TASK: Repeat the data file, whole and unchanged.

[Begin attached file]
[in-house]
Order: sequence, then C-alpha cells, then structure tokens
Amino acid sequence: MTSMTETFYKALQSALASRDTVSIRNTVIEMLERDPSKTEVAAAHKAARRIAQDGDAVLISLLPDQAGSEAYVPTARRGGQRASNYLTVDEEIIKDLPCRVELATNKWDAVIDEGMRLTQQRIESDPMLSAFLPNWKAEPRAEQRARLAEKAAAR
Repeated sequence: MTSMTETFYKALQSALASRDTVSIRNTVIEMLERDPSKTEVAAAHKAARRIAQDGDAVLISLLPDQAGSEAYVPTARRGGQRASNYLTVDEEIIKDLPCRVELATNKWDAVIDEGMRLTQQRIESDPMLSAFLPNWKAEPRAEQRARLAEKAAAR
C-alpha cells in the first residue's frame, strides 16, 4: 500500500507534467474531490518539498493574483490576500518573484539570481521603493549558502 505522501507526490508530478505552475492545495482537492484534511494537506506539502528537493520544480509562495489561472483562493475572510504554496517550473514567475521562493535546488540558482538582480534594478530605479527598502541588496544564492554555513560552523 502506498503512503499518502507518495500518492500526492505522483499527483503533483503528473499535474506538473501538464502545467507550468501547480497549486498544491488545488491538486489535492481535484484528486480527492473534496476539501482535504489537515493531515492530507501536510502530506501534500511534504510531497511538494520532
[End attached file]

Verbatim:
[in-house]
Order: sequence, then C-alpha cells, then structure tokens
Amino acid sequence: MTSMTETFYKALQSALASRDTVSIRNTVIEMLERDPSKTEVAAAHKAARRIAQDGDAVLISLLPDQAGSEAYVPTARRGGQRASNYLTVDEEIIKDLPCRVELATNKWDAVIDEGMRLTQQRIESDPMLSAFLPNWKAEPRAEQRARLAEKAAAR
Repeated sequence: MTSMTETFYKALQSALASRDTVSIRNTVIEMLERDPSKTEVAAAHKAARRIAQDGDAVLISLLPDQAGSEAYVPTARRGGQRASNYLTVDEEIIKDLPCRVELATNKWDAVIDEGMRLTQQRIESDPMLSAFLPNWKAEPRAEQRARLAEKAAAR
C-alpha cells in the first residue's frame, strides 16, 4: 500500500507534467474531490518539498493574483490576500518573484539570481521603493549558502 505522501507526490508530478505552475492545495482537492484534511494537506506539502528537493520544480509562495489561472483562493475572510504554496517550473514567475521562493535546488540558482538582480534594478530605479527598502541588496544564492554555513560552523 502506498503512503499518502507518495500518492500526492505522483499527483503533483503528473499535474506538473501538464502545467507550468501547480497549486498544491488545488491538486489535492481535484484528486480527492473534496476539501482535504489537515493531515492530507501536510502530506501534500511534504510531497511538494520532